Mathematical analysis of k-path Laplacian operators on simple graphs

Student thesis: Doctoral Thesis

Abstract

A set of links and nodes are the fundamental units or components used to represent complex networks. Over the last few decades, network studies have expanded and matured, increasingly making use of complex mathematical tools. Complex networks play a significant role in the propagation of processes, which include for example the case of epidemic spreading, the diffusion process, synchronisation or the consensus process. Such dynamic processes are critically important in achieving understanding of the behaviour of complex systems at different levels of complexity – examples might be the brain and modern man-made infrastructures. Although part of the study of the diffusion of information in the dynamic processes, it is generally supposed that interactions in networks originate only from a node, spreading to its nearest neighbours, there also exist long-range interactions (LRI), which can be transmitted from a node to others not directly connected. The focus of this study is on dynamic processes on networks where nodes interact with not only their nearest neighbours but also through certain LRIs.The generalised k-path Laplacian operators (LOs) Lk, which account for the hop of a diffusive particle to its non-nearest neighbours in a graph, control this diffusive process, describing hops of nodes vi at distance k; here the distance is measured as the length of the shortest path between two nodes. In this way the introduction of the k-path LOs can facilitate conducting more precise studies of network dynamics in different applications. This thesis aims to study a generalised diffusion equation employing the transformed generalised k-path LOs for a locally finite infinite graph. This generalised diffusion equation promotes both normal and superdiffusive processes on infinite graphs. Furthermore, this thesis develops a new theoretical mathematical framework for describing superdiffusion processes that use a transform of the k-path LOs defined on infinite graphs. The choice of the transform appeared to be vitally important as the probability of a long jump should be great enough. As described by other researchers the fractional diffusion equation (FDE) formed the mathematical framework employed to describe this anomalous diffusion.In this regard, it is taken that the diffusive particle is not just hopping to its nearest node but also to any other node of the network with a probability that scales according to the distance between the two places. Initially, we extend the k-path LOs above to consider a connected and locally finite infinite network with a bounded degree and investigate a number of the properties of these operators, such as their self-adjointness and boundedness. Then, three different transformations of the k-path LOs, i.e. the Laplace, Factorial and Mellin transformations as well as their properties, are studied. In addition, in order to show a number of applications of these operators and the transformed ones, the transformed k-path LOs are used to obtain a generalised diffusion process for one-dimensional and two-dimensional infinite graphs. First, the infinite path graph is studied, where it is possible to prove that when the Laplacian- and factorial-transformed operators are used in the generalised diffusion equation, the diffusive processes observed are always normal, independent of the transform parameters. It is then proven analytically that when the k-path LOs are transformed via a Mellin transform and plugged into the diffusion equation, the result is a superdiffusive process for certain values of the exponent in the transform.Secondly, we generalise the results on the superdiffusive behaviour generated by transforming k-path LOs from one-dimensional graphs to 2-dimensional ones. Our attention focuses on the Abstract Cauchy problem in an infinite square lattice. A generalised diffusion equation on a square lattice co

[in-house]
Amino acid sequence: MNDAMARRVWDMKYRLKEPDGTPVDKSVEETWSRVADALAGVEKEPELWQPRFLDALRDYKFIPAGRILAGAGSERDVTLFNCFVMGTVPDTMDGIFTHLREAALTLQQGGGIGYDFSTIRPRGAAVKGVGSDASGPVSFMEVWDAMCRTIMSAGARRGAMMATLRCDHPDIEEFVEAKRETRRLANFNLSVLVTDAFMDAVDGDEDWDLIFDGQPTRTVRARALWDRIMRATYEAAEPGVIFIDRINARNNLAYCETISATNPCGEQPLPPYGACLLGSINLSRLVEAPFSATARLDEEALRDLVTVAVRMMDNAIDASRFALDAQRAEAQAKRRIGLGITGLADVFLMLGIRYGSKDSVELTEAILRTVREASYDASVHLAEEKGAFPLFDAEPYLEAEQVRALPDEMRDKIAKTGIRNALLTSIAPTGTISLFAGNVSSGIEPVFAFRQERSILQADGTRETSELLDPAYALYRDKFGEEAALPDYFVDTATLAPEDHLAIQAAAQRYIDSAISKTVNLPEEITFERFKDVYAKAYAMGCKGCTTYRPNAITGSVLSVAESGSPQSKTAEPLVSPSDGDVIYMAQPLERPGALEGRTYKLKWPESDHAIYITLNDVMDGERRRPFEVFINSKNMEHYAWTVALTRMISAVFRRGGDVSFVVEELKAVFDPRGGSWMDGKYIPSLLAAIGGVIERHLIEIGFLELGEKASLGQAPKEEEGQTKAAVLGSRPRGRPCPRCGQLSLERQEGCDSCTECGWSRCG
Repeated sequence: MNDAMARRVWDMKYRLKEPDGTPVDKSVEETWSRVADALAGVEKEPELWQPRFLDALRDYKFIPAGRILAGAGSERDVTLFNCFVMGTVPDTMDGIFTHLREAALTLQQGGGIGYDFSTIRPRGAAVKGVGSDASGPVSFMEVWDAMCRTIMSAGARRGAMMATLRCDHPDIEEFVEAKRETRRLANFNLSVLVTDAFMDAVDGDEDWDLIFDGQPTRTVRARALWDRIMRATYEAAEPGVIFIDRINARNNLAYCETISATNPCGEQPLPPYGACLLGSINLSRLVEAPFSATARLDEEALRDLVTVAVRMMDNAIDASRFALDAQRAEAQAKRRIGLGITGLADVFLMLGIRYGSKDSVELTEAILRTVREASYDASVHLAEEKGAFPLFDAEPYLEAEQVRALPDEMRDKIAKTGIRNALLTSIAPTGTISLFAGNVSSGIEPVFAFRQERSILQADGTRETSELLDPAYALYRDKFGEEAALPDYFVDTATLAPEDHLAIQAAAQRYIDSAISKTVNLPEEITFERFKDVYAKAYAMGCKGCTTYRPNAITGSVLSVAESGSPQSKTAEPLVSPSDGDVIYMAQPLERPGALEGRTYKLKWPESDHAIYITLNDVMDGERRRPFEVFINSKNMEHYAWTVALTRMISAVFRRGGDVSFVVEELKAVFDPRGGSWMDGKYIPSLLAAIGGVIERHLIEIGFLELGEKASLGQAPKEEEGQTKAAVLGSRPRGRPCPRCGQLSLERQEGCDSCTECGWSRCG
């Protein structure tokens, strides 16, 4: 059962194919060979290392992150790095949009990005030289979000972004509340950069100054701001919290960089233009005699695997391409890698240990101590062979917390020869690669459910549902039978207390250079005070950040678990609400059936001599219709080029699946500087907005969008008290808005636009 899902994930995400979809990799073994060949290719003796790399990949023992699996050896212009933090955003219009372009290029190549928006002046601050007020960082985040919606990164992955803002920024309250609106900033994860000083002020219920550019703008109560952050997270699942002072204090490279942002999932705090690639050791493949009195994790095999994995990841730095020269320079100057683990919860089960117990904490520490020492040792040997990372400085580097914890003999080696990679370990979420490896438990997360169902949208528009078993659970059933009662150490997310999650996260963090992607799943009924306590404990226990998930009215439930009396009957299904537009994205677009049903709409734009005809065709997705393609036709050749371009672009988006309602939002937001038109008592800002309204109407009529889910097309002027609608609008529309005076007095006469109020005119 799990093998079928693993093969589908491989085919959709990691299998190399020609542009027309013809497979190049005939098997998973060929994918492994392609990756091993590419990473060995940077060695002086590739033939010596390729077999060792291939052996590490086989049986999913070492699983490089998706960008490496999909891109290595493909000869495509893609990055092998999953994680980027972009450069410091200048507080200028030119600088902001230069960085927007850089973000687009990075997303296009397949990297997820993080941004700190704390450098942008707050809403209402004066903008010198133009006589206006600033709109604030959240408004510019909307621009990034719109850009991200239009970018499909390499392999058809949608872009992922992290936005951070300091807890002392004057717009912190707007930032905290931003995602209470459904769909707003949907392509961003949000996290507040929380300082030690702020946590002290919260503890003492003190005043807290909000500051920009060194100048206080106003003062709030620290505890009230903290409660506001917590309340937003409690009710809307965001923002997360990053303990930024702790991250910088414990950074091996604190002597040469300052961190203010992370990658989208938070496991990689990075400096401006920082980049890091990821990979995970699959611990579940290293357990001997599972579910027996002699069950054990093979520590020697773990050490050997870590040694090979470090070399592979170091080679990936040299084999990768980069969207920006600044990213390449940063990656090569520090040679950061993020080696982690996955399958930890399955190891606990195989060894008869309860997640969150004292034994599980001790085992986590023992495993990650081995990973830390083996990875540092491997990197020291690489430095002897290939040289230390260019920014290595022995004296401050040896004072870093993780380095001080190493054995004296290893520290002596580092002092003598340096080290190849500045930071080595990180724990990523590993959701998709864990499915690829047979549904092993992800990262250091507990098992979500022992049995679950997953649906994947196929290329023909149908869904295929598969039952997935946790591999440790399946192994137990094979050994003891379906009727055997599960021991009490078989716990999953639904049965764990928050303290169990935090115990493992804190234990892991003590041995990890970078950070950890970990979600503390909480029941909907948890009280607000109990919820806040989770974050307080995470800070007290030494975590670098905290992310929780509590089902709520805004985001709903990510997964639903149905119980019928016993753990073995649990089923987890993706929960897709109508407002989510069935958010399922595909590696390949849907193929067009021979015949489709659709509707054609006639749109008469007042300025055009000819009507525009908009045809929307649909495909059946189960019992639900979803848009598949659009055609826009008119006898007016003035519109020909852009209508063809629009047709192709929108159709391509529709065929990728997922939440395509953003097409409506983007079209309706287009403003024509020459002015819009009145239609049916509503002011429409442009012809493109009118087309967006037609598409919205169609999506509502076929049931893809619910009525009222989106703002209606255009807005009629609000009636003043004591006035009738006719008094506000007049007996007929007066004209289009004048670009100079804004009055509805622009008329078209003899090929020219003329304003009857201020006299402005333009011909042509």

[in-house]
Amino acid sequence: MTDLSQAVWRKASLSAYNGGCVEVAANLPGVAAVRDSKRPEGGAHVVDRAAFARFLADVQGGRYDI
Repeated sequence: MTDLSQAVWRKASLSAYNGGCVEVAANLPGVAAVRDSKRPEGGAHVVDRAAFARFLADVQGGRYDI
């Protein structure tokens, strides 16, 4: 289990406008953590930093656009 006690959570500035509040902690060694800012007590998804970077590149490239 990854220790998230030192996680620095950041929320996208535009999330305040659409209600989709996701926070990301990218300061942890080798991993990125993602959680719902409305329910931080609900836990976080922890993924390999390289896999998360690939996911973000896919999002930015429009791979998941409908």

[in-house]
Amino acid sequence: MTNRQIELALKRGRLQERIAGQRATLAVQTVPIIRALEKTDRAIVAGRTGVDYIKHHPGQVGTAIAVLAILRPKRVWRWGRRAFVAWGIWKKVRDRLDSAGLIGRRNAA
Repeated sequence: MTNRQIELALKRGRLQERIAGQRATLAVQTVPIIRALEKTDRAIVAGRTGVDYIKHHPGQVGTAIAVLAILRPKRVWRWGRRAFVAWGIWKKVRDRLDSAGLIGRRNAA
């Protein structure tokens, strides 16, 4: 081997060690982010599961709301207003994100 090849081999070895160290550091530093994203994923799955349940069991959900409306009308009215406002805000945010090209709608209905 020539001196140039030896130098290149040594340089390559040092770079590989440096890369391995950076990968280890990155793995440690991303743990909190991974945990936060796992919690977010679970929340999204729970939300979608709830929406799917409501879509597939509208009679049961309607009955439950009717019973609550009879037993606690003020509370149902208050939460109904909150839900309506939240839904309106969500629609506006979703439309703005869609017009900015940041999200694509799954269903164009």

Date of Award1 Nov 2017
LanguageEnglish
Awarding Institution
  • University Of Strathclyde
SupervisorMatthias Langer (Supervisor) & (Supervisor)

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